Simon from Launch48 guest blogs about this question: What happens if your startup fails? It’s enough to keep you up at night and is the reason many people will never become entrepreneurs.

Through Launch48 and personal experience I have seen what happens when startups fail, and if it helps quench your fear, it’s not as bad you may think. Below are 3 tips to managing startup failure that will hopefully hold you in good steed if your startup fails, but more importantly give you the confidence to go out and do it.

Don’t risk the house

It may seem obvious but when you really believe in an idea you may get carried away and start making financial bets that are beyond your means.

To sound like a mother, only bet what you can afford to lose. Make sure you have cash flow available to your personally to ensure mortgage and rent is paid, bills are covered and food is available (ramen noodles anyone?).

Network network network

The age old adage it’s not what you know, it’s who you know. We all know this is true in business, its also true in your personal life.

Networking should be something you are always doing, but the more people you meet and impress the bigger the pool of people you can get in touch with when you startup falls off a cliff. These people will be able to provide work and consultancy opportunities and this is where you start earning the income to allow you to try again.

Build Brand You

This point is the full stop on the last paragraph. To take full advantage of the networking that you are smashing out you need to give people a reason to take notice of you.

People take notice when you talk sense. Start to carve your own niche and show that you know your field. If you come from an accountancy field start to blog about how startups can use accountancy, or if you are a consultant start to apply some of the theory you know to startups. You do this by blogging, tweeting, creating video tutorials and presenting at meetup groups.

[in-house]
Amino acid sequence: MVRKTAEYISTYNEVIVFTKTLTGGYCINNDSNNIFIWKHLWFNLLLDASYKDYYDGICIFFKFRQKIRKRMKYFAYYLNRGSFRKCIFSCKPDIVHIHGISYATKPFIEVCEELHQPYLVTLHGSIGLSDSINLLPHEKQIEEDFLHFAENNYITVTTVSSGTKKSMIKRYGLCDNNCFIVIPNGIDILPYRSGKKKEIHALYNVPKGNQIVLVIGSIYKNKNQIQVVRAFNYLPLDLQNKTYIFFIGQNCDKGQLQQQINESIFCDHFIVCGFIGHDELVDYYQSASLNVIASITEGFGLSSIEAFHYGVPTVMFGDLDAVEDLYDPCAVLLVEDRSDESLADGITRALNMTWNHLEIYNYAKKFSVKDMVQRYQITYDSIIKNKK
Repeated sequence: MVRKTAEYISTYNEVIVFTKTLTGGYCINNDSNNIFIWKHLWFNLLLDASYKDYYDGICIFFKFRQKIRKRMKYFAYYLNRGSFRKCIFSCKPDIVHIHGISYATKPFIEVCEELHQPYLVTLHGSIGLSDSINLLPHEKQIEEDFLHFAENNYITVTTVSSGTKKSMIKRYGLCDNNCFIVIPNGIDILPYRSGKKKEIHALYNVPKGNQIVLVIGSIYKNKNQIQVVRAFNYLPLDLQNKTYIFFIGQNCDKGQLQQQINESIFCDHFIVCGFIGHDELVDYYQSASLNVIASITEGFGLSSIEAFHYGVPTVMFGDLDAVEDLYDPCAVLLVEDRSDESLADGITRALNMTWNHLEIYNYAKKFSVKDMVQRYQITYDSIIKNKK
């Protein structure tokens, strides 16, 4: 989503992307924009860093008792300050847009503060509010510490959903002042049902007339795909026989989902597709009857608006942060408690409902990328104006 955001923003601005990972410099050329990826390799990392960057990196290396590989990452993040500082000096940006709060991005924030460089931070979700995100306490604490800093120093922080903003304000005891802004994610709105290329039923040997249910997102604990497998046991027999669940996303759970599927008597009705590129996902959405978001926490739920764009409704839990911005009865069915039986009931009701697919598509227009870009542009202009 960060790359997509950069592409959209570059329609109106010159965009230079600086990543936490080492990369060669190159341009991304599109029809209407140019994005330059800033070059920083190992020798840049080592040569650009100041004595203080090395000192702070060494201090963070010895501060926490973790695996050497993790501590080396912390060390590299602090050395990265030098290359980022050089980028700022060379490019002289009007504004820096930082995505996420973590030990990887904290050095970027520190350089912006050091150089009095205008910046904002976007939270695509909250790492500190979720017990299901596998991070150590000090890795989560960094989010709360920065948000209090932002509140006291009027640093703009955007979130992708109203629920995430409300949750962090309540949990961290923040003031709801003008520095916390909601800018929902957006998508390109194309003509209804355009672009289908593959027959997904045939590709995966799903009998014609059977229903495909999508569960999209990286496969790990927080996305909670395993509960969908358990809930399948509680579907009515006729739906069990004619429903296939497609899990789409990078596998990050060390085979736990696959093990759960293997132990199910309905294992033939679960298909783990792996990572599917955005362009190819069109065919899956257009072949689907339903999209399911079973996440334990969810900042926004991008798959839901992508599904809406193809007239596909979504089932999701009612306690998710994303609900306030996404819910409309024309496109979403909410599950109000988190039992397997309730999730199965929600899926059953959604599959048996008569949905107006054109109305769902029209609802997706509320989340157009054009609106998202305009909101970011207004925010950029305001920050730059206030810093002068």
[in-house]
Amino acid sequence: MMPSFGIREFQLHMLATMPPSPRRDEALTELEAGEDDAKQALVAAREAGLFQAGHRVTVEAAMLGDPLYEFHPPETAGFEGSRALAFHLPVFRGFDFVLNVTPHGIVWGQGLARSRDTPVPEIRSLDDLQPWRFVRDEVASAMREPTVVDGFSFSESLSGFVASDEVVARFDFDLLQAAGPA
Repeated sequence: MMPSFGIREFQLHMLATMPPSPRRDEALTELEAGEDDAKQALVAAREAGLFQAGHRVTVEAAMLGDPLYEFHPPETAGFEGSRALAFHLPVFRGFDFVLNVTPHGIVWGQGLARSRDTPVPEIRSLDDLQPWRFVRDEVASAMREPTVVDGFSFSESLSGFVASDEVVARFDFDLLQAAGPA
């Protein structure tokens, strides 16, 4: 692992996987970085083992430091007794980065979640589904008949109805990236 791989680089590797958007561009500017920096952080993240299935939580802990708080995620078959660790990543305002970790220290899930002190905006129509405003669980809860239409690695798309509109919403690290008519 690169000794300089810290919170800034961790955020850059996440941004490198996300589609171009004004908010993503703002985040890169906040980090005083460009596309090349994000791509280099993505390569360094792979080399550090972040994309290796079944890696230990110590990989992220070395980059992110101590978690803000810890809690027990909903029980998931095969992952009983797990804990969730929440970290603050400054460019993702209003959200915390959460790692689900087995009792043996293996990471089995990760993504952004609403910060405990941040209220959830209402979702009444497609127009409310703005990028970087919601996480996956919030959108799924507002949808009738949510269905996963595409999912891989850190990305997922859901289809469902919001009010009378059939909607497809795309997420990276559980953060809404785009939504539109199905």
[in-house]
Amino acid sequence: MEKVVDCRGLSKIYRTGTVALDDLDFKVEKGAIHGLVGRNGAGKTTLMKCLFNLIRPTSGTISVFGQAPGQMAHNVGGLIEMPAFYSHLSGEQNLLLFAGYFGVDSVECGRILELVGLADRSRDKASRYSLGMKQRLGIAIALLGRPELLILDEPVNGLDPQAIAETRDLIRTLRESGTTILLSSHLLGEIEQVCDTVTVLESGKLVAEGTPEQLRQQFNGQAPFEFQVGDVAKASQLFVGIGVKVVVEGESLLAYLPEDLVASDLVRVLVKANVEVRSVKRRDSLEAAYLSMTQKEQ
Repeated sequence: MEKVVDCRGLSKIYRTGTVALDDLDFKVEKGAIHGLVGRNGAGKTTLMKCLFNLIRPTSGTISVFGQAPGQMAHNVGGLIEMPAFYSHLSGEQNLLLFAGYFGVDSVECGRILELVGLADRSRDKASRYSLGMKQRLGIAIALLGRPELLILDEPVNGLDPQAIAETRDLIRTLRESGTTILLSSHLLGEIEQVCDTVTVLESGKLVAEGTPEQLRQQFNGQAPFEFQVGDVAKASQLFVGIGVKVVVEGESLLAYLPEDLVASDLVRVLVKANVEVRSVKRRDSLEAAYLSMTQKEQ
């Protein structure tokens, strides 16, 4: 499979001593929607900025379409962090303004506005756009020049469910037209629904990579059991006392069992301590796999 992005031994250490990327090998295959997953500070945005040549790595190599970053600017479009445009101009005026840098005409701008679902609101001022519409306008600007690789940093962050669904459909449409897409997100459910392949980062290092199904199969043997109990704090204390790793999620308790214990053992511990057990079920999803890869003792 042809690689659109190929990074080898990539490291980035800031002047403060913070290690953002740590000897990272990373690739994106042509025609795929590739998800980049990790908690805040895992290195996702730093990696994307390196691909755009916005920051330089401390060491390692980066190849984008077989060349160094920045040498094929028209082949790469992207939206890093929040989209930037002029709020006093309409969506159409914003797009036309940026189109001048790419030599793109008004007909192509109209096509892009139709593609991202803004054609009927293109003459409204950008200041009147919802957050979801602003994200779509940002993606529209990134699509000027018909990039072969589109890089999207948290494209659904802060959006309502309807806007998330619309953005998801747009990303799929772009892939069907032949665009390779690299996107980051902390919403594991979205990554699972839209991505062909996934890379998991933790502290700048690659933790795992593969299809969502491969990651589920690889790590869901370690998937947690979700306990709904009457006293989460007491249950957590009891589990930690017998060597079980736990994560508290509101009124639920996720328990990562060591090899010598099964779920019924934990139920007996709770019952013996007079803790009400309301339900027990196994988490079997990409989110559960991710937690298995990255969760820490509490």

Many people don’t feel they can add to what is out there, but if you know your stuff (which you obviously do) people will be interested.


Unfortunately this isn’t the definitive guide to avoiding failure (if I knew that I would be kicking back in my mansion and not writing this blog on a bumpy Easyjet flight), however it should provide tangible advice to help you manage your concerns about quitting the easy pay packet for startup fun.

The key is to be sensible and take thought out risks. Would you rather try and fail or never try at all?

My final tip

is to practice your startup skills. You don’t get good at anything without practice. The next London Launch48 Weekend in October is the perfect opportunity to find out what it takes to launch a startup. Launch48 will provide some of the best mentors you will find in London (with over $200 million in exit revenue) along with 70 other entrepreneurs, developers and designers who are looking to build a idea and create a team.

For more information visit

Share This